The Planeswalkers are powerhouses, and Sarkan Vol is overall the weakest, but he is usually worth topdecking, and the big ability is gamebreaking. I almost want to go up to two Siege-Gang main because of the healthy interactions. But Archon and Cloudthresher are solid versus most matchups.

Are 4 Woolly Thoctars worth running in the side? Do they put on pressure in a control matchup?


Heya Jay!

I hope you had happy holidays. Hopefully I will see you at the next Detroit PTQ.

I think I get what you are trying to do with this deck, but I wonder how much we are benefiting from sticking to the Naya colors. What if we incorporated Broodmate Dragon? He seems so good right now, certainly better than Archon or Siege-Gang.

Also, I would prefer a slightly more consistent manabase. That is a lot of basic Forests

Is Civic Wayfinder an option? I mean, I get the Fertile Ground/Garruk interaction, but you aren’t really accelerating into anything. You have no Ultimatums.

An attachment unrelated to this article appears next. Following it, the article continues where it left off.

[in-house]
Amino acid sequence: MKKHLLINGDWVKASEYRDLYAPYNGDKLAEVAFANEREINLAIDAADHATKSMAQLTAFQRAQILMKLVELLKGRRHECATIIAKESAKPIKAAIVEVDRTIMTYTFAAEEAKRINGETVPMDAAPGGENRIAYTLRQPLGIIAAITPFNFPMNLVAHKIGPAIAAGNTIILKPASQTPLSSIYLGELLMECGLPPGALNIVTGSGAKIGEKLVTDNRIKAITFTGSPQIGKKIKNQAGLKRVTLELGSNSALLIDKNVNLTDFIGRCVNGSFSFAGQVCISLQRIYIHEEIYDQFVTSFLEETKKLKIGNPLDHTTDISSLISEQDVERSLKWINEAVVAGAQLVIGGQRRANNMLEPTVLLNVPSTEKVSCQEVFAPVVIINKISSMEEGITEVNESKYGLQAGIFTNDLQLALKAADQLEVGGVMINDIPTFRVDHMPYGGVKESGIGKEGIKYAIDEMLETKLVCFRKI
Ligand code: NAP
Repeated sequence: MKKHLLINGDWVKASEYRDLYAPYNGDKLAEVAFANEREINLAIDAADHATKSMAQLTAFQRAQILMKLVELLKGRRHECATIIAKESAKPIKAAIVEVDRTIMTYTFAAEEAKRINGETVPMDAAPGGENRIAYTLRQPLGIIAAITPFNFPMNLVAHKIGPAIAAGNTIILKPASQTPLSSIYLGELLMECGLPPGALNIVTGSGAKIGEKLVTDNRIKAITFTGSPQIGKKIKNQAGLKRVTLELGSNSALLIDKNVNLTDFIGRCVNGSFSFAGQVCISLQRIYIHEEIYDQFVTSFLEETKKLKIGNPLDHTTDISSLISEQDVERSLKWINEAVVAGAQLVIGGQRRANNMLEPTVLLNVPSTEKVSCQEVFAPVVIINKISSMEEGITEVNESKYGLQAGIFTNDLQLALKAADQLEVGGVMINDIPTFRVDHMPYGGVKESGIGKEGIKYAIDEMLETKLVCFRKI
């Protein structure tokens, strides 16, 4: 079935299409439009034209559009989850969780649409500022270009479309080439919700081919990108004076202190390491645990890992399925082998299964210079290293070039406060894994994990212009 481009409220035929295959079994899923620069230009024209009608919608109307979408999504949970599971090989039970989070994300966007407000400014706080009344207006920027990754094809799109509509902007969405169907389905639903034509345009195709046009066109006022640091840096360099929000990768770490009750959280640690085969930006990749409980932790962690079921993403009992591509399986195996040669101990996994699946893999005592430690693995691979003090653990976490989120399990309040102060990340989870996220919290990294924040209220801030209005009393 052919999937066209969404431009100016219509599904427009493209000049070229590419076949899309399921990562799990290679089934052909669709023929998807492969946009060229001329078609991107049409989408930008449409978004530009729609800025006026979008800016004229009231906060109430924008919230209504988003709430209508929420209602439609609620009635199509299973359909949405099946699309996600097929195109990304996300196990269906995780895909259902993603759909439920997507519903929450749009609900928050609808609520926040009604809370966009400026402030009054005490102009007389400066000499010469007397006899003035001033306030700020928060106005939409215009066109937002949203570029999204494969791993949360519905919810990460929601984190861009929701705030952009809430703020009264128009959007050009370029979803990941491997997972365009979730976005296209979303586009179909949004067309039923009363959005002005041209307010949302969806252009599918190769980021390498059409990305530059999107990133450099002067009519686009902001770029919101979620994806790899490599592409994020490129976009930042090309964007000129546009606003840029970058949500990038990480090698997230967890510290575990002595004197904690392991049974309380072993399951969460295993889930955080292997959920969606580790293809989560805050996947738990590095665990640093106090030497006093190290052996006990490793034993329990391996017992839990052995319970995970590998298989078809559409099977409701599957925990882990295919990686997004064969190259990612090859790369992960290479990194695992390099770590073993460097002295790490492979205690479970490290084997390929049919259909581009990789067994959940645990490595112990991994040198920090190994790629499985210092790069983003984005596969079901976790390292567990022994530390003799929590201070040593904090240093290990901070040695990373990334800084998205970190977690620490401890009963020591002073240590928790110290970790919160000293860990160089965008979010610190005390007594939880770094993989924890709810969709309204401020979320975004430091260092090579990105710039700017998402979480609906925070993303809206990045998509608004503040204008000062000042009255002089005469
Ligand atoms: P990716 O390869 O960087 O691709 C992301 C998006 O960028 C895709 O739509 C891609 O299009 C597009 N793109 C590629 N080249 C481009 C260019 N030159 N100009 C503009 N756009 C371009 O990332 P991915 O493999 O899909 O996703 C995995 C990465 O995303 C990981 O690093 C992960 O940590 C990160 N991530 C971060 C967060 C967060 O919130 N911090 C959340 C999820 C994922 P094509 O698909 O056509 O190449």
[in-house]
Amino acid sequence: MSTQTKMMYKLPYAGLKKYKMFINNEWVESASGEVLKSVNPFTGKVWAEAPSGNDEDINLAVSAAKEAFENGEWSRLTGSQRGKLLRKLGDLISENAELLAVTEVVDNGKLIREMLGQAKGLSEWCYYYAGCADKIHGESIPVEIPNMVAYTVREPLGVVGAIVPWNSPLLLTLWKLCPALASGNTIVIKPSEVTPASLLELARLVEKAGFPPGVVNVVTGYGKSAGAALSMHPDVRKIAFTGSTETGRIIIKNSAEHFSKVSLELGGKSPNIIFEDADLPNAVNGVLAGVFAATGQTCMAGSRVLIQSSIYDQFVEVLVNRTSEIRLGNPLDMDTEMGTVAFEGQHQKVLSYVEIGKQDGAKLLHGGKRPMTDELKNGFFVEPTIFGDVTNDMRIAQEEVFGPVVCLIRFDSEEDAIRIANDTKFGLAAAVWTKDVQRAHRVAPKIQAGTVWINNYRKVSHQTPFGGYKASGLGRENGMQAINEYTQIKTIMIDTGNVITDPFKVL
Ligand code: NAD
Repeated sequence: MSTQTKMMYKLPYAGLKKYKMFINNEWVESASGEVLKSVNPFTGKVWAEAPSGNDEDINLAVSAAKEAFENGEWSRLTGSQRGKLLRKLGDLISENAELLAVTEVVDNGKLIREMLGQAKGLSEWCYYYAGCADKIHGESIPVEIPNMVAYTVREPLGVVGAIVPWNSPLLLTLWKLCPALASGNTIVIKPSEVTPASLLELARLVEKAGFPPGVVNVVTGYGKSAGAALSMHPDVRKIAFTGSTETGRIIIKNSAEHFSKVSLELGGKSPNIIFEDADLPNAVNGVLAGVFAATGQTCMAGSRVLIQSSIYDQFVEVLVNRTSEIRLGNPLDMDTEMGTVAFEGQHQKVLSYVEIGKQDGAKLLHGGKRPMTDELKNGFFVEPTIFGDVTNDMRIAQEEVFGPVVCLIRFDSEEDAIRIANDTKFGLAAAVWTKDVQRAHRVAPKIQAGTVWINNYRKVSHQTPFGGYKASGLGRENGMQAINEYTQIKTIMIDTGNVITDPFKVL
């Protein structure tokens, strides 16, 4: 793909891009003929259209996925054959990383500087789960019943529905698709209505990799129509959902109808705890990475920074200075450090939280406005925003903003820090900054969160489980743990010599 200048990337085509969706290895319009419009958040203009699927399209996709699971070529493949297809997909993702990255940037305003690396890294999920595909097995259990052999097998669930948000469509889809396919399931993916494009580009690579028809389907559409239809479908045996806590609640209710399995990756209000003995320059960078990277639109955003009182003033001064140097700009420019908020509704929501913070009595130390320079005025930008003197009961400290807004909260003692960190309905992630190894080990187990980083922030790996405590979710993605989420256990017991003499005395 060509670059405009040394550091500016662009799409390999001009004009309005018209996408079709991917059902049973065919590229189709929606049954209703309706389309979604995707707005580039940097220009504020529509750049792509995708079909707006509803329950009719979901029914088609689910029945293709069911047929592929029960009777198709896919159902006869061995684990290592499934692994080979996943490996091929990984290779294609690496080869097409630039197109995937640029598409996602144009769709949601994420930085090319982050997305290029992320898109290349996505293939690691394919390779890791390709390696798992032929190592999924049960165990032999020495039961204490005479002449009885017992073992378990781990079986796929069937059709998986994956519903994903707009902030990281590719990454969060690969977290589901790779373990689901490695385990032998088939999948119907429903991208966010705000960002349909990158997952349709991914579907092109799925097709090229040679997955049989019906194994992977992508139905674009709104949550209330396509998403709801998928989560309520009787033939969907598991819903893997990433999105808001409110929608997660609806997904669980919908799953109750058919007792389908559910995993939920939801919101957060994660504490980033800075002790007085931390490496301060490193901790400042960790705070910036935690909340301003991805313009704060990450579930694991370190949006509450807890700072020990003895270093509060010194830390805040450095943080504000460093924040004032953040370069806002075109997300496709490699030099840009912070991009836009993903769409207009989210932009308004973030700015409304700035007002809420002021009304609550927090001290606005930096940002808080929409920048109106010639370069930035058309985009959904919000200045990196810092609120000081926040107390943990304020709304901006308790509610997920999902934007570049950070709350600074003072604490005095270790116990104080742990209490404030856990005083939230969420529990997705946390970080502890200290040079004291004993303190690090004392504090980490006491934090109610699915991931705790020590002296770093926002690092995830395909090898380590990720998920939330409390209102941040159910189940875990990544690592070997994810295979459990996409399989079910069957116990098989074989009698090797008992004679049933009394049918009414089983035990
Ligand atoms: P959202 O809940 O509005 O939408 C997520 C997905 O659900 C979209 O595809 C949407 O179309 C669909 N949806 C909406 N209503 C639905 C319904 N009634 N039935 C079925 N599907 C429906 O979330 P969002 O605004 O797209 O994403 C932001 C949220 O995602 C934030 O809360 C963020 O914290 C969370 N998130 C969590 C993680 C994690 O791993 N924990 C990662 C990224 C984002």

I would try Vexing Shusher in the sideboard. He is such a potent anti-Fae and anti-control card.

I don’t love the positioning of Chameleon Colossus and Kitchen Finks in the current format. They are okay, but I wonder if we couldn’t do a little better…

Is there any way that Doran could fit in this bad boy? He is a Woolly Thoctor that means business.

I think you are onto something with the Treetop Villages, though I don’t think you are really in danger of having too many comes-into-play-tapped lands. You don’t have any one-drops, and I would try to just make sure you have at least 14 lands that come into play untapped. That means you can safely add three Treetop Villages for Forests, right off top with no problem. You don’t need that many Forests anyway.